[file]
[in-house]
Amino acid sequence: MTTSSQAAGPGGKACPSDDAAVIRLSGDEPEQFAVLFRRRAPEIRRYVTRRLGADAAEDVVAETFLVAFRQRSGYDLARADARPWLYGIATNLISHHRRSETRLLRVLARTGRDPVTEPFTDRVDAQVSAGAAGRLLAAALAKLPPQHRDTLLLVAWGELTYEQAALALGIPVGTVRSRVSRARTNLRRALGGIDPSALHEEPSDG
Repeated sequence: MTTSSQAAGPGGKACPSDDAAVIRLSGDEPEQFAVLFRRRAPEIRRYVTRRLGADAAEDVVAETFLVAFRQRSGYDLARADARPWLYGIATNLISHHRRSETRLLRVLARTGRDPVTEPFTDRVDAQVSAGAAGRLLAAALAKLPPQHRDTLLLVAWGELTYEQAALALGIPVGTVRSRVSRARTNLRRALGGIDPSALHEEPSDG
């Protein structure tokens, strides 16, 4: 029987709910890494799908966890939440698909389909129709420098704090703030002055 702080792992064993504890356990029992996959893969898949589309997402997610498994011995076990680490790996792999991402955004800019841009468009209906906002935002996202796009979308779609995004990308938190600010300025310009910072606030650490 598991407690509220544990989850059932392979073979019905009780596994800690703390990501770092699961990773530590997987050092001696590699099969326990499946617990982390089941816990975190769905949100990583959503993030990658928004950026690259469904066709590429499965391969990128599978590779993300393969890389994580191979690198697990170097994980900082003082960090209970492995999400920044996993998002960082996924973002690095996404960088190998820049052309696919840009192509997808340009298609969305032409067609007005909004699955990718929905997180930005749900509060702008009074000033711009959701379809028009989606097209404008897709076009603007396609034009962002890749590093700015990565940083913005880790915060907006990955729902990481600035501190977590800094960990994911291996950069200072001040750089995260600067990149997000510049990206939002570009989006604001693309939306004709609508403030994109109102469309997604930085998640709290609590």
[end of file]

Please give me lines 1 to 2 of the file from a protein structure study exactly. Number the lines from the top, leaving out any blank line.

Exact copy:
[in-house]
Amino acid sequence: MTTSSQAAGPGGKACPSDDAAVIRLSGDEPEQFAVLFRRRAPEIRRYVTRRLGADAAEDVVAETFLVAFRQRSGYDLARADARPWLYGIATNLISHHRRSETRLLRVLARTGRDPVTEPFTDRVDAQVSAGAAGRLLAAALAKLPPQHRDTLLLVAWGELTYEQAALALGIPVGTVRSRVSRARTNLRRALGGIDPSALHEEPSDG